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Vacation Budget Planner

Written by:
Financial Literacy Specialist

According to a 2024 TripAdvisor survey, 90% of Americans plan on taking a vacation this year, reflecting a continued strong interest in traveling.

However, the cost of traveling remains high. The average cost of a one-week vacation for one person is now around $2,700. For a family of four, the cost can exceed $10,000. Even short trips can strain finances.

If you’re working to eliminate debt, you certainly don’t want additional charges on top of your existing balances. Instead of canceling your trip, set a vacation budget that doesn’t break the bank. Consolidated Credit is here to help!

Use our free Vacation Budget Planner to get started

Living on a budget and working to pay off debt doesn’t mean you have to skip things like vacations. Instead, you simply need to plan a vacation that works for your finances. That may mean putting off an extravagant trip in favor of one that’s more affordable.

We’ve created this interactive vacation budget planner to help you set a budget. First, choose how much to budget for a vacation based on your annual income. Then set targets for each type of expense. Once you factor in all your expenses, you’ll get a vacation budget sheet outline that you can save or print.

Vacation Planning Tips

Financing a vacation comes in two parts. The first step is to plan your vacation and set a travel budget for all your expenses before you arrive. Following these budget travel tips can help you avoid credit card debt. Even if you use a credit card to pay for certain expenses, such as plane tickets or the reservation for a hotel room, you want to have funds available to pay off the charges quickly.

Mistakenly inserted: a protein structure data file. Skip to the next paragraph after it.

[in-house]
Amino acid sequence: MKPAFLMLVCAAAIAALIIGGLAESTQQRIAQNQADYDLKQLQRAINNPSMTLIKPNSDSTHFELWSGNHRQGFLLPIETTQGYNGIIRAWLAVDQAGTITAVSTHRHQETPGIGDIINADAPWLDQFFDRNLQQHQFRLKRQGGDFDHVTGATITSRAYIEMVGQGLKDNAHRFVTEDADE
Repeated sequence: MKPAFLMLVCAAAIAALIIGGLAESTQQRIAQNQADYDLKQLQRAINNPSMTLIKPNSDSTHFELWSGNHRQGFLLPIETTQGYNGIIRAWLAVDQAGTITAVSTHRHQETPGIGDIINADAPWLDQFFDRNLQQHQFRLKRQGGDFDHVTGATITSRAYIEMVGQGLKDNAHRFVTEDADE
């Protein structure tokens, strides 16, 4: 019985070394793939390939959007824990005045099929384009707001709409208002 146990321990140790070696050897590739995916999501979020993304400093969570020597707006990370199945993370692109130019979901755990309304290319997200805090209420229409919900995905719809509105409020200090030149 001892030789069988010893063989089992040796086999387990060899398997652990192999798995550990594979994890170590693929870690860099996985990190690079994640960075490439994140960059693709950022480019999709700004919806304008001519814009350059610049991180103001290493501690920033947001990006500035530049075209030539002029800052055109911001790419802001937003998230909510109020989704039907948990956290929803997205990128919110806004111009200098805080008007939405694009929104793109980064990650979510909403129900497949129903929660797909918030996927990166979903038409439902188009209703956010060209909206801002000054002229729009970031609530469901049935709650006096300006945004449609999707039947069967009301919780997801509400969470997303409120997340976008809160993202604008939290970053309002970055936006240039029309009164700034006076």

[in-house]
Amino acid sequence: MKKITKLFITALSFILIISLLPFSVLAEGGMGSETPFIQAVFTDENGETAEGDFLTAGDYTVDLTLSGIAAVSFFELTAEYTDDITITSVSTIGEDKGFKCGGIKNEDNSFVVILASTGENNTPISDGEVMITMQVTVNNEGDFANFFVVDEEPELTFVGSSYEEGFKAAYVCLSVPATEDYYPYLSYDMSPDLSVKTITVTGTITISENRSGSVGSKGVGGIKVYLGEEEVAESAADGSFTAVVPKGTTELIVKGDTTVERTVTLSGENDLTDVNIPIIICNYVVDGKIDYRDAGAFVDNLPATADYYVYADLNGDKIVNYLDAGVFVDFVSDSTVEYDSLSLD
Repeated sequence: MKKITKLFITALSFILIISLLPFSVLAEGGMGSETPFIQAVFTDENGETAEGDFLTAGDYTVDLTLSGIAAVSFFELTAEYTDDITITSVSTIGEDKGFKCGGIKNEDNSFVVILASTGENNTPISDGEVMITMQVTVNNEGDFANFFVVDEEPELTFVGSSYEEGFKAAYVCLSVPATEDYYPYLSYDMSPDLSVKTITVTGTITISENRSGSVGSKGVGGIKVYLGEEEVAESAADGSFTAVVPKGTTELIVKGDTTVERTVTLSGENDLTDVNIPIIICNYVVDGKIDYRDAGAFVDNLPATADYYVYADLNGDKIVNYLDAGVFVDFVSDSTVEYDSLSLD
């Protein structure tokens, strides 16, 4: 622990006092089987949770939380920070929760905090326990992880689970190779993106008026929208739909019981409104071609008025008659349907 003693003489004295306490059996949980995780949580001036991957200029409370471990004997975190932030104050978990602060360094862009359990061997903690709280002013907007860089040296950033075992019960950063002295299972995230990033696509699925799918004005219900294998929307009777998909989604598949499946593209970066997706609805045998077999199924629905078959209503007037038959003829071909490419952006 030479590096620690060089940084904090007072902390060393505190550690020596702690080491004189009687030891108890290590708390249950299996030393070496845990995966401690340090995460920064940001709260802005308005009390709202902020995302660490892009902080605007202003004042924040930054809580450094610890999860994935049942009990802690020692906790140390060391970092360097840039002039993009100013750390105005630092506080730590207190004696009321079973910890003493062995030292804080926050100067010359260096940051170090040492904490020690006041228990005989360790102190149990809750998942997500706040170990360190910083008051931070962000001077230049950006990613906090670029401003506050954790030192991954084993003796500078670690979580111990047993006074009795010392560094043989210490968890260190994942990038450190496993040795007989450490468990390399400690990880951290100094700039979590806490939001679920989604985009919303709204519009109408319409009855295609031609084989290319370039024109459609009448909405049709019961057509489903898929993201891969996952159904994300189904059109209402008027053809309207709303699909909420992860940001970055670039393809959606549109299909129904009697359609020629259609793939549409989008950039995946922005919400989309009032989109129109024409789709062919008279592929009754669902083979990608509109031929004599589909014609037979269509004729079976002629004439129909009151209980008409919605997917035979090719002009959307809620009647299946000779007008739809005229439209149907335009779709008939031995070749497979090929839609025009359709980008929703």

#1: Set up a vacation savings account

Setting aside money in an account that’s separate from your primary checking account will keep you from using money needed for essentials like rent, food, and bills. It’s a good idea to start now, regardless of whether you have an upcoming trip or not (you’ll end up going on a trip eventually, right?).

How you fund your vacation fund is up to you. If you have a specific amount you need to save, setting up automatic deposits is the most reliable way to build your vacation savings. If you don’t have an upcoming trip to save for, contributing extra cash now and then can help you get started without straining your budget.

#3: Avoid travel during peak times

The time of year of your travels, as well as the specific day of the week, can make a big difference on your wallet. Summer is one of the most popular times for travel in the U.S. with school being out for summer vacation. Airlines and hotels know this and so summer travel tends to be more expensive. Traveling around the holidays (any holiday), can also cause costs to be pricey.

When it comes to picking flights, choose ones during the week which are less popular. Tuesday is known for being the cheapest day to fly whereas Friday, Saturday, and Sunday are the most popular, and therefore also tend to be the most expensive. Similarly, hotels and other accommodations are going to be more crowded on weekends. Booking a trip for Monday-Friday may be more cost-effective